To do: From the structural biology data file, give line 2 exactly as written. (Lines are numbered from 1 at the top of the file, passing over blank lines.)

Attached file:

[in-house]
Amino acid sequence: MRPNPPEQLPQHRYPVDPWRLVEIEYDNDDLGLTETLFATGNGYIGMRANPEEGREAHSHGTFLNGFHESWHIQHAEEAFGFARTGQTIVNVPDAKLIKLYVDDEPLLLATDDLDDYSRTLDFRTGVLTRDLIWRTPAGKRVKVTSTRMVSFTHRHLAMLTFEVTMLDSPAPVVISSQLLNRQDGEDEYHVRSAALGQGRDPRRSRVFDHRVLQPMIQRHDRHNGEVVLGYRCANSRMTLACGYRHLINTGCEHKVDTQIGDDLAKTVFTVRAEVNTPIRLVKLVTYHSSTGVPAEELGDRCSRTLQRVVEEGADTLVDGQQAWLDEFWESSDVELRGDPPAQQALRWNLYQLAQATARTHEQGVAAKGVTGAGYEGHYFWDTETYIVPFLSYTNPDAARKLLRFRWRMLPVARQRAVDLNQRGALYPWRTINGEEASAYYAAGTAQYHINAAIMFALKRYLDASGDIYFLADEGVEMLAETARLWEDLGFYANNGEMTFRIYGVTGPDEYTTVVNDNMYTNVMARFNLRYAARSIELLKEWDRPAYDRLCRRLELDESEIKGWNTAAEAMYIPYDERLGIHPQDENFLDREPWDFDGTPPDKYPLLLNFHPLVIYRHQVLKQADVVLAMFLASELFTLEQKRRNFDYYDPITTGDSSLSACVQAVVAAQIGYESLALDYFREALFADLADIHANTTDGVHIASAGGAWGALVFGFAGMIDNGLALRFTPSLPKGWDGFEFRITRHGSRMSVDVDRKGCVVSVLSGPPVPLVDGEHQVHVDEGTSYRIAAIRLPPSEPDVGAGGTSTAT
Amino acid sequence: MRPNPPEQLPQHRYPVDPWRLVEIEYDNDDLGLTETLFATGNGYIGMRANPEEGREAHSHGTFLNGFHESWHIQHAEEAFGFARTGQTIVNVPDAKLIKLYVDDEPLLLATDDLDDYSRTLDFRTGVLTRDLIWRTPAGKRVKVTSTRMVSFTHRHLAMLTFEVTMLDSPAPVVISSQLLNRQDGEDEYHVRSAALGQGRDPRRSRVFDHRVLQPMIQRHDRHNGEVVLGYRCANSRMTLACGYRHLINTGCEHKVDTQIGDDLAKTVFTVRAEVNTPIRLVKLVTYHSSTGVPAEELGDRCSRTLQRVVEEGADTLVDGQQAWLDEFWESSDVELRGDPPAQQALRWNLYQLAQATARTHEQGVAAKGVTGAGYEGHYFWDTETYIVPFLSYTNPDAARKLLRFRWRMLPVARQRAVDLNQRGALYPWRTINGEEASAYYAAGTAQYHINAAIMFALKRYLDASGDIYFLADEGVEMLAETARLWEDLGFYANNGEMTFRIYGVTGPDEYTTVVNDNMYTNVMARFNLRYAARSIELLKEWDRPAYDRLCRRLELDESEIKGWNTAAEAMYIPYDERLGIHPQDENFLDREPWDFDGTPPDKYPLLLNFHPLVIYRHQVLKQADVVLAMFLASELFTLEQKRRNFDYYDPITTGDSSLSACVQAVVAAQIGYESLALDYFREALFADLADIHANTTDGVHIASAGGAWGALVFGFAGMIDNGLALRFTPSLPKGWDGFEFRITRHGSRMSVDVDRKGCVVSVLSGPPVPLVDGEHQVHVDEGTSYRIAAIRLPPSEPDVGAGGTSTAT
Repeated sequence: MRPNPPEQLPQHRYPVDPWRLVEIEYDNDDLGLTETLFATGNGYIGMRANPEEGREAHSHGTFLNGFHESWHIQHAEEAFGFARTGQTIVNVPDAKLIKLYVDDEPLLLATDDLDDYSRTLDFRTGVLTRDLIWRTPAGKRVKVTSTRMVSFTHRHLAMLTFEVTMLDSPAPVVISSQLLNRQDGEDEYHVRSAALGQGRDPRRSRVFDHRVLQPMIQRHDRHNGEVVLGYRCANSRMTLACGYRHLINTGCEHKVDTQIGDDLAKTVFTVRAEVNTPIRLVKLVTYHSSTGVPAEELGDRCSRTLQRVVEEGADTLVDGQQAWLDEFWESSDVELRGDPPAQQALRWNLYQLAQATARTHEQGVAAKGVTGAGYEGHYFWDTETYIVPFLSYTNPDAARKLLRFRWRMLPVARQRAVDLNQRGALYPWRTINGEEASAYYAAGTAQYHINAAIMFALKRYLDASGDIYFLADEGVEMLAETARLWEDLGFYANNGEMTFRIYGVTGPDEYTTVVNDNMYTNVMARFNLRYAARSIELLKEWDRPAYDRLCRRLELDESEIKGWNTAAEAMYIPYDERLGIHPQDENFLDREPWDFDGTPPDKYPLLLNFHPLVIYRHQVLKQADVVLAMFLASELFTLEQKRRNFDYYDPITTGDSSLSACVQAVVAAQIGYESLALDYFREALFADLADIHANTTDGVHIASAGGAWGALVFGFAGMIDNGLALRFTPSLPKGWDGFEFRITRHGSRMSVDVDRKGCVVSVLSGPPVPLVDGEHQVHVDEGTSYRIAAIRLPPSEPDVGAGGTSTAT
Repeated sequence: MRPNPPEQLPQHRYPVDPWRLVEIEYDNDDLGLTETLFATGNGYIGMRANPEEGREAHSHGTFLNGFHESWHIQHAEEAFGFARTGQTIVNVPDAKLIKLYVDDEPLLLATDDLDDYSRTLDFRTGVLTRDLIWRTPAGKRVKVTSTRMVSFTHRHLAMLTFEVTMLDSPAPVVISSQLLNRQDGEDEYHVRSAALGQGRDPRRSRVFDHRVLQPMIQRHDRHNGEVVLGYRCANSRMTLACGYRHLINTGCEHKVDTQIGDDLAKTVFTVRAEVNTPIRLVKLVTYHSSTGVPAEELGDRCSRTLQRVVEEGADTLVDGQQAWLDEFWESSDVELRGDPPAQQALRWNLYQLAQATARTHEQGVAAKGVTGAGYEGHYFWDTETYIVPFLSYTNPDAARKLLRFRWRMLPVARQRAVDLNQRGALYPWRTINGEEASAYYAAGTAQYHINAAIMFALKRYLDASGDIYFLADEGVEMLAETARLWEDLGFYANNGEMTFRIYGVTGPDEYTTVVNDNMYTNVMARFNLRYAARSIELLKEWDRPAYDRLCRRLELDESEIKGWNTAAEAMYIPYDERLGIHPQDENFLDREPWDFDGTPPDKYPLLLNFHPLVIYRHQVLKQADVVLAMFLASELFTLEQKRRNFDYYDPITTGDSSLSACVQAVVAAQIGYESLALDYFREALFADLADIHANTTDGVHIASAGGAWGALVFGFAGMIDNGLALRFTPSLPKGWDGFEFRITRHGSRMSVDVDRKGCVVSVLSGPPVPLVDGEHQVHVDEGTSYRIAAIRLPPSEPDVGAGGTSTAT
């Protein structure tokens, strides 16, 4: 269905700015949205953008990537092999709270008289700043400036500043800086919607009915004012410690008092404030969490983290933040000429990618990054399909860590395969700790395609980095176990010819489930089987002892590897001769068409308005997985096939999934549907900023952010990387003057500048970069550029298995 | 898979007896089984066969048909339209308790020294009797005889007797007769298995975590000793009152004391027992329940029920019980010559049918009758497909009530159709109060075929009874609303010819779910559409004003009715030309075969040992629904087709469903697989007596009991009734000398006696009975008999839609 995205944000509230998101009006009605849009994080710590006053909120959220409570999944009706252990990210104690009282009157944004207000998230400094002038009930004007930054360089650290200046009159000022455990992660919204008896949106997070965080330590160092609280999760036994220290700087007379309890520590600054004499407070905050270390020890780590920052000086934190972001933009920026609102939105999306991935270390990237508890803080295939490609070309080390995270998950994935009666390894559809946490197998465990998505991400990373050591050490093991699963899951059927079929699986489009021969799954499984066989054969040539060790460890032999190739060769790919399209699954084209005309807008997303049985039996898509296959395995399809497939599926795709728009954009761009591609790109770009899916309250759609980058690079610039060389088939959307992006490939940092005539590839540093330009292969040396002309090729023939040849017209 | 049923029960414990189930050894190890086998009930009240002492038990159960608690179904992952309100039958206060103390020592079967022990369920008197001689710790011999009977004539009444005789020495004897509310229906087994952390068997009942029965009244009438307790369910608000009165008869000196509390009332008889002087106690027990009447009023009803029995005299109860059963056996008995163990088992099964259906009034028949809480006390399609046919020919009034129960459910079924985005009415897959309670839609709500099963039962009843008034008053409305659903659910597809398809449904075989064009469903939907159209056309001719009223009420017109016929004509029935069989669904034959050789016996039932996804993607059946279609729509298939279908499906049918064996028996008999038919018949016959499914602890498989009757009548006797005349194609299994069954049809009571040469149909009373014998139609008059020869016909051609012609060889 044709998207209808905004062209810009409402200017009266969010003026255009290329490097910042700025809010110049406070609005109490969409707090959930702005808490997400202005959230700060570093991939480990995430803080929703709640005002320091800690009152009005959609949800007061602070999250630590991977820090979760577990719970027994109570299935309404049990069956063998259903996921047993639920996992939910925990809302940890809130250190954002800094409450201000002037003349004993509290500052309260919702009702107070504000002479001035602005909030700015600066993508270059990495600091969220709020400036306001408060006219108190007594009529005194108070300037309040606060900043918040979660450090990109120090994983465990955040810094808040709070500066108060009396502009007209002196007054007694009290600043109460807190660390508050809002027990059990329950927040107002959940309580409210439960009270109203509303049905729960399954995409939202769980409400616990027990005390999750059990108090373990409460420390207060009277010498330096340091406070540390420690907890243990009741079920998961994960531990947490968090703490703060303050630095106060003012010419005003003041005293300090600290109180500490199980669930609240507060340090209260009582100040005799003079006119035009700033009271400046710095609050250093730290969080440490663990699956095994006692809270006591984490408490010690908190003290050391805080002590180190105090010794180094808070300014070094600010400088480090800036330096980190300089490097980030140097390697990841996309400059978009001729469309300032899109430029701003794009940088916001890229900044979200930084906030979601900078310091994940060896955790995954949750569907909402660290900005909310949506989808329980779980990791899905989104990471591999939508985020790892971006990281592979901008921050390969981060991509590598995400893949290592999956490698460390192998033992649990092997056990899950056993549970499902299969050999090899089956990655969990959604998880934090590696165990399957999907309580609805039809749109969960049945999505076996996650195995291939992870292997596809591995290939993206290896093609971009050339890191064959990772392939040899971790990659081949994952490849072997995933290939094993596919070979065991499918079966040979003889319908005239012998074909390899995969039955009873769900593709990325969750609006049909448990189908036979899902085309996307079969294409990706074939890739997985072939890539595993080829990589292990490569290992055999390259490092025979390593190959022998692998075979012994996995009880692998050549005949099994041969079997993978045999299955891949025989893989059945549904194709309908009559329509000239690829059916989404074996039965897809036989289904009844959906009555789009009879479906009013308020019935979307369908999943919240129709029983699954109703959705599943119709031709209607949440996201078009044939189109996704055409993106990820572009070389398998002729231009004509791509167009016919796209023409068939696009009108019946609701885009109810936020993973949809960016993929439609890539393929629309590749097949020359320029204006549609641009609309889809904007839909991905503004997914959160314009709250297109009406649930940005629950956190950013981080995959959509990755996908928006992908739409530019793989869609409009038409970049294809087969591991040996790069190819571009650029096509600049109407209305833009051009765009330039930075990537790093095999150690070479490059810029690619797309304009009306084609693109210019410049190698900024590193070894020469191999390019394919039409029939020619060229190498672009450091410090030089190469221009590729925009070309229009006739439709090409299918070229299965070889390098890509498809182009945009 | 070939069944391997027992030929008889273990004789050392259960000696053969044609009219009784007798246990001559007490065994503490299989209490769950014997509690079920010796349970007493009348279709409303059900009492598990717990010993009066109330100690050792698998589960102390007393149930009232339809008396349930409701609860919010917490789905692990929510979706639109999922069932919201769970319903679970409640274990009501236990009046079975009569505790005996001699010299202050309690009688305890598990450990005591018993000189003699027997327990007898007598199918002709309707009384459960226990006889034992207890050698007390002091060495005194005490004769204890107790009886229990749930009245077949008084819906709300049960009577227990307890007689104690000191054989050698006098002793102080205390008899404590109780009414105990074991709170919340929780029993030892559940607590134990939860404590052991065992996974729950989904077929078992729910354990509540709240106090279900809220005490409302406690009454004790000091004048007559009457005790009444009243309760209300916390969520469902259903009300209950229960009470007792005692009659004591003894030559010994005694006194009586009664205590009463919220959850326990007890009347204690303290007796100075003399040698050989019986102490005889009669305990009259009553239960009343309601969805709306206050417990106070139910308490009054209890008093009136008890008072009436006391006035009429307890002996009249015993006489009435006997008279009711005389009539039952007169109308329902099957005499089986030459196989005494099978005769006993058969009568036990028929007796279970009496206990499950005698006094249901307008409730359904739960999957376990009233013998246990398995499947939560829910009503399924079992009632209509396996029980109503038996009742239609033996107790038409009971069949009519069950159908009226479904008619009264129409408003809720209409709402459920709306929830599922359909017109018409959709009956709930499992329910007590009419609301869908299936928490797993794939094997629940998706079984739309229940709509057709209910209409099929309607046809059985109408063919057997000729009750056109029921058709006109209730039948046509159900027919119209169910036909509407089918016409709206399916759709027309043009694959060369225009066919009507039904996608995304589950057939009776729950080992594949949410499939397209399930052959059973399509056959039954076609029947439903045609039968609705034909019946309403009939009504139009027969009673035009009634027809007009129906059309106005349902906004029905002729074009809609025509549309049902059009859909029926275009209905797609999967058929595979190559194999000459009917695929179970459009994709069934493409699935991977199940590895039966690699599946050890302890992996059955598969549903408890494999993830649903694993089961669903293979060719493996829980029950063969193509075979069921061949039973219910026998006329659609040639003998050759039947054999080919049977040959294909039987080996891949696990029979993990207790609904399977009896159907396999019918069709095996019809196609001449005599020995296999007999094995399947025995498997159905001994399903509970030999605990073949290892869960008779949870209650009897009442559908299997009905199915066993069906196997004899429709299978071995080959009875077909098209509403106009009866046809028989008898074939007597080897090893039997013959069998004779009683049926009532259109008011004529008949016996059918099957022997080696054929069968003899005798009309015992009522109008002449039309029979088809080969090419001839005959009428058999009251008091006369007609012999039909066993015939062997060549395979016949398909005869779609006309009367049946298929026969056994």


Amino acid sequence: MRPNPPEQLPQHRYPVDPWRLVEIEYDNDDLGLTETLFATGNGYIGMRANPEEGREAHSHGTFLNGFHESWHIQHAEEAFGFARTGQTIVNVPDAKLIKLYVDDEPLLLATDDLDDYSRTLDFRTGVLTRDLIWRTPAGKRVKVTSTRMVSFTHRHLAMLTFEVTMLDSPAPVVISSQLLNRQDGEDEYHVRSAALGQGRDPRRSRVFDHRVLQPMIQRHDRHNGEVVLGYRCANSRMTLACGYRHLINTGCEHKVDTQIGDDLAKTVFTVRAEVNTPIRLVKLVTYHSSTGVPAEELGDRCSRTLQRVVEEGADTLVDGQQAWLDEFWESSDVELRGDPPAQQALRWNLYQLAQATARTHEQGVAAKGVTGAGYEGHYFWDTETYIVPFLSYTNPDAARKLLRFRWRMLPVARQRAVDLNQRGALYPWRTINGEEASAYYAAGTAQYHINAAIMFALKRYLDASGDIYFLADEGVEMLAETARLWEDLGFYANNGEMTFRIYGVTGPDEYTTVVNDNMYTNVMARFNLRYAARSIELLKEWDRPAYDRLCRRLELDESEIKGWNTAAEAMYIPYDERLGIHPQDENFLDREPWDFDGTPPDKYPLLLNFHPLVIYRHQVLKQADVVLAMFLASELFTLEQKRRNFDYYDPITTGDSSLSACVQAVVAAQIGYESLALDYFREALFADLADIHANTTDGVHIASAGGAWGALVFGFAGMIDNGLALRFTPSLPKGWDGFEFRITRHGSRMSVDVDRKGCVVSVLSGPPVPLVDGEHQVHVDEGTSYRIAAIRLPPSEPDVGAGGTSTAT